Range Report #4,#5,#6

At these range sessions, I put a mix of about 400 rounds through the gun - several magazines' worth of 55-gr. S&B .223, PMC Bronze, AE223, XM193, and Fiocchi .223 (the gun was not cleaned or maintained in any way whatsoever between range trips). Everything fed, fired, and extracted fine, including the S&B rounds that previously caused trouble. Woohoo!

Accuracy and Shooting Impressions

Since I've only shot the DDM4 on a 25 yard indoor range with no machine rest and no seating, I haven't really had the chance to fairly evaluate the rifle's accuracy. I can say that the average ten shot group at this distance was about 3" with PMC Bronze, fired standing and unsupported (Why a ten shot group? Read this). This type of accuracy is on par with what I've shot out of 16" barreled ARs in the past, so no real complaints there.


On the whole, if you're looking for a complete prebuilt AR-15, I'd recommend the DDM4, despite my gun's early teething problems with broken case rims (let's face it - it's common for ARs to require a little tweaking: neither my old Bushie Superlight or my Stag Arms build worked 100% without minor adjustments). The Omega X rail system is excellent, overall build quality is high, and Daniel Defense has your back in case you do run into an issue. To be sure, there are plenty of competitors at or under Daniel Defense's price point (I recommend taking a look at Bravo Company Manufacturing), but the DDM4 is a solid choice.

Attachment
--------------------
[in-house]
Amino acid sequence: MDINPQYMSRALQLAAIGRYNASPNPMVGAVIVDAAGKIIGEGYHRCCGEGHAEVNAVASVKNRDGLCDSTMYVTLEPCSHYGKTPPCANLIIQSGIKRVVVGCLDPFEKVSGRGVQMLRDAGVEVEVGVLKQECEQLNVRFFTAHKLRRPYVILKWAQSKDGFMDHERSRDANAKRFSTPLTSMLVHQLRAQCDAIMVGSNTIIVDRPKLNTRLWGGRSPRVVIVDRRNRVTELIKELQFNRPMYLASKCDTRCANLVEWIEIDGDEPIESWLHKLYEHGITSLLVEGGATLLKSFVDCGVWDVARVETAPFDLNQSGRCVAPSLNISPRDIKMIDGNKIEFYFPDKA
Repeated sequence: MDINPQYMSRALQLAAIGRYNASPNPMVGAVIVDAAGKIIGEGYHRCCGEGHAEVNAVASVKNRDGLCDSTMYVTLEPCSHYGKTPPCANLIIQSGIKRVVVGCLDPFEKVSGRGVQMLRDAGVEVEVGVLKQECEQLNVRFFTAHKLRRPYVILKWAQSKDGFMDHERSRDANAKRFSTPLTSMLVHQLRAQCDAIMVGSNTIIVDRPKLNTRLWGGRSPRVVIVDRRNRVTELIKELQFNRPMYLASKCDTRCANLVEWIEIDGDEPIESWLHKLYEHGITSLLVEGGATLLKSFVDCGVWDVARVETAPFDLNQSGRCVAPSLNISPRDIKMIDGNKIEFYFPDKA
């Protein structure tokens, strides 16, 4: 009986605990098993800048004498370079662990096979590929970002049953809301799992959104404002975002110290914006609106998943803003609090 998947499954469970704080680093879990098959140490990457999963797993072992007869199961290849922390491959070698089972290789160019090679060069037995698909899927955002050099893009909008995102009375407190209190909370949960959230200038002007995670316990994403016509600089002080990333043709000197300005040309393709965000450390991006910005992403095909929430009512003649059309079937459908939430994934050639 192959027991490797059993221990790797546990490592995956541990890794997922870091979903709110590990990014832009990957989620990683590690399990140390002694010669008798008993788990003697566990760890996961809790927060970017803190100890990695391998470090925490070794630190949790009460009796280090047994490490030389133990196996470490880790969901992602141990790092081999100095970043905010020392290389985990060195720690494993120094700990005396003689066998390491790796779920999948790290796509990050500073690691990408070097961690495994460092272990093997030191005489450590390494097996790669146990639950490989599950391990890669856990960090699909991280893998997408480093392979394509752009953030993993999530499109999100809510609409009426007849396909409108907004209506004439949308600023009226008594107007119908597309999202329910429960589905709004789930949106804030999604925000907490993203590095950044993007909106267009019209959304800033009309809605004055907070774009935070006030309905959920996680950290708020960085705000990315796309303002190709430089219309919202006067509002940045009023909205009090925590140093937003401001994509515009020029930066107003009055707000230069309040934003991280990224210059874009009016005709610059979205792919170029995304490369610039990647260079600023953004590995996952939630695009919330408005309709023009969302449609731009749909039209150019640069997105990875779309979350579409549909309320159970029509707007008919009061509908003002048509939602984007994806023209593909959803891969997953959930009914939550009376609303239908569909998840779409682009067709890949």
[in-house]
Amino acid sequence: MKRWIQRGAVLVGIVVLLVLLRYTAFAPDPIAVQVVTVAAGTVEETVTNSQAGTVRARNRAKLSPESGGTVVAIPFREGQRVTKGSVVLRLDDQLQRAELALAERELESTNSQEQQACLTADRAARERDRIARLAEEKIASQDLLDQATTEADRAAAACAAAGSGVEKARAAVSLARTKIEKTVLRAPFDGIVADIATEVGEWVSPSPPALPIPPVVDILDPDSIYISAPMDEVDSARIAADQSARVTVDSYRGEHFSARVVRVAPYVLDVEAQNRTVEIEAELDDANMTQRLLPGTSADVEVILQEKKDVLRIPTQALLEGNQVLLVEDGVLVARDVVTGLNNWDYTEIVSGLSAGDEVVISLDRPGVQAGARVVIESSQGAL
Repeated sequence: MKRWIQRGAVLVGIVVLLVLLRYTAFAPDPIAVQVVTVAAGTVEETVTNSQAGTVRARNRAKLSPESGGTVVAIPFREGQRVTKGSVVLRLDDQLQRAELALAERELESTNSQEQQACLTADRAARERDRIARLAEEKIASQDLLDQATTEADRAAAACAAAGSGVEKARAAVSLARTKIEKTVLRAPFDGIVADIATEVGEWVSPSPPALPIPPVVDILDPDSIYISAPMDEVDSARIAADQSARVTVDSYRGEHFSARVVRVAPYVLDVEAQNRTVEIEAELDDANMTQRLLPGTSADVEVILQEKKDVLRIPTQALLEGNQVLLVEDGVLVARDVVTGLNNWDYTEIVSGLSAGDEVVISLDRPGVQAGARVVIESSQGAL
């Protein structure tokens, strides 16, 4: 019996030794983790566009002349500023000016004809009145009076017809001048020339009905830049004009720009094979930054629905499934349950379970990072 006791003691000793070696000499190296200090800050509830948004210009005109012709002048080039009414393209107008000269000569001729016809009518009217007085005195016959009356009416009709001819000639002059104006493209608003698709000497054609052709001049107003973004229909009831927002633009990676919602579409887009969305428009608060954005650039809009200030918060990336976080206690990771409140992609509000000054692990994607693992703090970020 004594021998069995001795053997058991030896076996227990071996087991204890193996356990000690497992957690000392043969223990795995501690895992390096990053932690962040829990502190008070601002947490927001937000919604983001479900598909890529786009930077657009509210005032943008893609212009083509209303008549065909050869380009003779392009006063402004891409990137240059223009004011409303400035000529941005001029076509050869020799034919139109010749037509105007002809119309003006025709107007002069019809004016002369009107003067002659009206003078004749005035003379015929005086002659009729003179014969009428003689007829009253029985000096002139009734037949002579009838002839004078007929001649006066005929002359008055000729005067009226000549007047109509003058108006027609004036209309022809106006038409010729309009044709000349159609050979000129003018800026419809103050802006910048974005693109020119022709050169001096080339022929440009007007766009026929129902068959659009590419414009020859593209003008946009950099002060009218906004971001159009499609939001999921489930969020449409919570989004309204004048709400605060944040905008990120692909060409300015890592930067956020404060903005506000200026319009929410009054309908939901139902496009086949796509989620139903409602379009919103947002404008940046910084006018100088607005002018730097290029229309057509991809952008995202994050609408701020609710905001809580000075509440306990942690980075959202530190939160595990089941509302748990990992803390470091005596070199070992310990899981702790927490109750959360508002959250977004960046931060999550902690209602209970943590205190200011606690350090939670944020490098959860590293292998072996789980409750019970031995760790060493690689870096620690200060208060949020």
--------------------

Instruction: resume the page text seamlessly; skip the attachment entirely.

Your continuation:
At 12:17 PM, Anonymous Anonymous said...

what can be done to help with the different types of ammo problems...anything?

At 4:39 PM, Anonymous Anonymous said...

this happens with all riffles..Daniel Defense is top notch. Just buy good ammo and your in the clear...

At 10:08 AM, Blogger Mulliga said...

My guess is that the Czech milsurp was loaded quite hot and also had brittle brass. Still not sure why the gun ripped the case rim of S&B .223, though - that ammo should be fine.

In any case, I've had the DD M4 for some time now after getting it back from the factory, and it hasn't malf'ed once in about 1500 rounds - good enough for me.